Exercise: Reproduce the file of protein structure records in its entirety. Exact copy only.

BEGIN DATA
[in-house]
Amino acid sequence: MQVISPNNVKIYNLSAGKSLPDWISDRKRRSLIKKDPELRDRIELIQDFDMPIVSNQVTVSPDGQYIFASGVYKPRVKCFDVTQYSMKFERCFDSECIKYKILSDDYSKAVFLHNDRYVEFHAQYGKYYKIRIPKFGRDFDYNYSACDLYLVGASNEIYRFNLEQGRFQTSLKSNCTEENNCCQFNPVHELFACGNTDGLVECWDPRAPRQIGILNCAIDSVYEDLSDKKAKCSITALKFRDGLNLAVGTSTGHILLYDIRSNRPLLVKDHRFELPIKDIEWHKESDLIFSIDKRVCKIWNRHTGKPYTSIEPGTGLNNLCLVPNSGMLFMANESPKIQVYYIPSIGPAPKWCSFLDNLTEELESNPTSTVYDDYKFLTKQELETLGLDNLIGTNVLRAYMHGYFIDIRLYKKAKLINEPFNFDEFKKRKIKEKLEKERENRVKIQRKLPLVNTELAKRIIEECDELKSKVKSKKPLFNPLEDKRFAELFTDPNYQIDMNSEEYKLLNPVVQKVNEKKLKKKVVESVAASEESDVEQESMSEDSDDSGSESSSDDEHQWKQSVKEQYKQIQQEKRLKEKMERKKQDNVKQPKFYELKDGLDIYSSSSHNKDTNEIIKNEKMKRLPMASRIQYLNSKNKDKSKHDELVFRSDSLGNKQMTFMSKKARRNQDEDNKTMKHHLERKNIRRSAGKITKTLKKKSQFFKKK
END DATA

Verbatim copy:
[in-house]
Amino acid sequence: MQVISPNNVKIYNLSAGKSLPDWISDRKRRSLIKKDPELRDRIELIQDFDMPIVSNQVTVSPDGQYIFASGVYKPRVKCFDVTQYSMKFERCFDSECIKYKILSDDYSKAVFLHNDRYVEFHAQYGKYYKIRIPKFGRDFDYNYSACDLYLVGASNEIYRFNLEQGRFQTSLKSNCTEENNCCQFNPVHELFACGNTDGLVECWDPRAPRQIGILNCAIDSVYEDLSDKKAKCSITALKFRDGLNLAVGTSTGHILLYDIRSNRPLLVKDHRFELPIKDIEWHKESDLIFSIDKRVCKIWNRHTGKPYTSIEPGTGLNNLCLVPNSGMLFMANESPKIQVYYIPSIGPAPKWCSFLDNLTEELESNPTSTVYDDYKFLTKQELETLGLDNLIGTNVLRAYMHGYFIDIRLYKKAKLINEPFNFDEFKKRKIKEKLEKERENRVKIQRKLPLVNTELAKRIIEECDELKSKVKSKKPLFNPLEDKRFAELFTDPNYQIDMNSEEYKLLNPVVQKVNEKKLKKKVVESVAASEESDVEQESMSEDSDDSGSESSSDDEHQWKQSVKEQYKQIQQEKRLKEKMERKKQDNVKQPKFYELKDGLDIYSSSSHNKDTNEIIKNEKMKRLPMASRIQYLNSKNKDKSKHDELVFRSDSLGNKQMTFMSKKARRNQDEDNKTMKHHLERKNIRRSAGKITKTLKKKSQFFKKK